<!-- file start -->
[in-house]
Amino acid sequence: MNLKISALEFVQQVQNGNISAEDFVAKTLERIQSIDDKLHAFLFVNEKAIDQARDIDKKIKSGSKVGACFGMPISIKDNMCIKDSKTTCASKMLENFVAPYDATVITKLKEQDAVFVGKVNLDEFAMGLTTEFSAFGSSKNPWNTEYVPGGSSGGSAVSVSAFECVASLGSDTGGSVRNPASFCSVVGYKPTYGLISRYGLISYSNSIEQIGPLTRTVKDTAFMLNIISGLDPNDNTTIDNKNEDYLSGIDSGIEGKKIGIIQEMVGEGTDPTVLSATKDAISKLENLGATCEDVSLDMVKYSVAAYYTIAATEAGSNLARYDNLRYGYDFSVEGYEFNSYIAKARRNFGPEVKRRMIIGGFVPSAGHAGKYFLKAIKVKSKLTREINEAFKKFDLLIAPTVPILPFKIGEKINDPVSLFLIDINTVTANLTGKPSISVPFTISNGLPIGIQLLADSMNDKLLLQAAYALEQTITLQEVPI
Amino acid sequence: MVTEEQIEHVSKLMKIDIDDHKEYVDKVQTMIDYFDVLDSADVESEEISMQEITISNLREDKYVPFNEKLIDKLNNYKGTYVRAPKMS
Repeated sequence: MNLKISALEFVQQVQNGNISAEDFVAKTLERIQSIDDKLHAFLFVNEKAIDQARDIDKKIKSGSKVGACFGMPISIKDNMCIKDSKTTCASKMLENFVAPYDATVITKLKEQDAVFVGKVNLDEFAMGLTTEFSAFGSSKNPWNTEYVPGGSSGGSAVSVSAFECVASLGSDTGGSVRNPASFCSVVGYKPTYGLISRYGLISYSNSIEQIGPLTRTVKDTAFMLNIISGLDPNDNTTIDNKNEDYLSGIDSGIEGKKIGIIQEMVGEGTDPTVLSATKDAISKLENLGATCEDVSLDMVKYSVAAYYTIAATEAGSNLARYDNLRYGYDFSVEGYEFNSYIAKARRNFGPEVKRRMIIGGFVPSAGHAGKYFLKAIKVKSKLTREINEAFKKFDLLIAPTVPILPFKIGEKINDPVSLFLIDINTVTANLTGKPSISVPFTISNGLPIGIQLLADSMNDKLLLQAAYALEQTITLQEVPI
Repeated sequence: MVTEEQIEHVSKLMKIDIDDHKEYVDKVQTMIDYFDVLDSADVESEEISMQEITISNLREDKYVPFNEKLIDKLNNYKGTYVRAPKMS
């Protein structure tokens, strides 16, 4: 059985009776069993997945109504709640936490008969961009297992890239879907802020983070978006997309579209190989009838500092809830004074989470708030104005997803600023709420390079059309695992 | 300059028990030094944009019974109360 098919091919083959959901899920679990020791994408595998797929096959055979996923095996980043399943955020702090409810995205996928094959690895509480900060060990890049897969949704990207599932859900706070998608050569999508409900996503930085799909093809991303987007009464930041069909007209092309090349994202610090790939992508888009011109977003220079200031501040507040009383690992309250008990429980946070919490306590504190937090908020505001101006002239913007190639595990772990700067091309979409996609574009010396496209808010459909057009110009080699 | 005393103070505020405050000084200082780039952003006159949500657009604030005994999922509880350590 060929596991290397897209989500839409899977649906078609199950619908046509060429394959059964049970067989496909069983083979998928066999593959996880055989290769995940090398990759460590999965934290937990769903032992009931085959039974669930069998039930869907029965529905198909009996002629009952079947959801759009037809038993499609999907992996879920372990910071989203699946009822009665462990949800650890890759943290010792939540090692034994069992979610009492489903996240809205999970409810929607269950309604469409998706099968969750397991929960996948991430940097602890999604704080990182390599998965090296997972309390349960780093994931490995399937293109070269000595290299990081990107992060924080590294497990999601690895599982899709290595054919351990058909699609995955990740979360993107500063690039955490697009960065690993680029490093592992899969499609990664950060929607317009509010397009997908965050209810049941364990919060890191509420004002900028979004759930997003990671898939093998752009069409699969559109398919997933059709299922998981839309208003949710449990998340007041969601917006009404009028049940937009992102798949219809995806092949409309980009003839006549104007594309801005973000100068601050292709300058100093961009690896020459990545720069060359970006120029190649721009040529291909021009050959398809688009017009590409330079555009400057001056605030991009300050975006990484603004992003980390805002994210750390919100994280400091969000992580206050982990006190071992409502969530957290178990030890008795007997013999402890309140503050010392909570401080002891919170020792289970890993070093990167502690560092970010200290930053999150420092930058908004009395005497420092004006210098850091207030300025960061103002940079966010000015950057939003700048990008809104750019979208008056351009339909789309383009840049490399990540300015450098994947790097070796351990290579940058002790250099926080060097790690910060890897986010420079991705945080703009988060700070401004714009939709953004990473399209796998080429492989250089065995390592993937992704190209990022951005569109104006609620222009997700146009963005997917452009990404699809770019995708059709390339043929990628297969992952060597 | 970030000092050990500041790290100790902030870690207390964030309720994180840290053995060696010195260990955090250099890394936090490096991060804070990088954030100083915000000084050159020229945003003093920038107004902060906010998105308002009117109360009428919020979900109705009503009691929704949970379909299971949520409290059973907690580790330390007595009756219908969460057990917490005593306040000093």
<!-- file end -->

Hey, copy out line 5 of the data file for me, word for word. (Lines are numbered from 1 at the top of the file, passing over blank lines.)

Repeated sequence: MVTEEQIEHVSKLMKIDIDDHKEYVDKVQTMIDYFDVLDSADVESEEISMQEITISNLREDKYVPFNEKLIDKLNNYKGTYVRAPKMS